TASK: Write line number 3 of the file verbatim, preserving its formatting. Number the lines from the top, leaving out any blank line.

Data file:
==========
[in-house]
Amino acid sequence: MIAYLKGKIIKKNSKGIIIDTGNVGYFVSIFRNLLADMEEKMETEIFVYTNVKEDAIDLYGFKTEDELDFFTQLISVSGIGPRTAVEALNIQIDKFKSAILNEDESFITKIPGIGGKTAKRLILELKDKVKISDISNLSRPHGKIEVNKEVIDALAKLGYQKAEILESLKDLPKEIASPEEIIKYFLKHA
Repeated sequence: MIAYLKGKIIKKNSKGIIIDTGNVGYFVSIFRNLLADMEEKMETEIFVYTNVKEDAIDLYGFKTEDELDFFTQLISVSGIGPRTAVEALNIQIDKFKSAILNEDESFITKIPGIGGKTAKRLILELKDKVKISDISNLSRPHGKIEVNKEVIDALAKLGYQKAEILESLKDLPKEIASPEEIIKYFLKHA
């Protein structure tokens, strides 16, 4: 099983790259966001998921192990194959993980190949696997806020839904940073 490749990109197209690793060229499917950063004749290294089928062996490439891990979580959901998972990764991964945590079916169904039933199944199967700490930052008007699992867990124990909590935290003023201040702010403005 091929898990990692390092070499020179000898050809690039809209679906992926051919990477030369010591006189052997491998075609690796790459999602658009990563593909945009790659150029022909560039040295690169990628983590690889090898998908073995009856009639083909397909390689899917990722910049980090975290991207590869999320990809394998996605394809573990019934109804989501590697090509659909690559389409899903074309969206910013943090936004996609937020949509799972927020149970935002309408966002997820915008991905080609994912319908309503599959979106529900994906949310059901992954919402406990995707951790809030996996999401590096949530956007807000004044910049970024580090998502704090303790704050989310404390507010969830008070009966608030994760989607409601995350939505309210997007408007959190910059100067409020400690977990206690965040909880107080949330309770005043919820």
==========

Repeated sequence: MIAYLKGKIIKKNSKGIIIDTGNVGYFVSIFRNLLADMEEKMETEIFVYTNVKEDAIDLYGFKTEDELDFFTQLISVSGIGPRTAVEALNIQIDKFKSAILNEDESFITKIPGIGGKTAKRLILELKDKVKISDISNLSRPHGKIEVNKEVIDALAKLGYQKAEILESLKDLPKEIASPEEIIKYFLKHA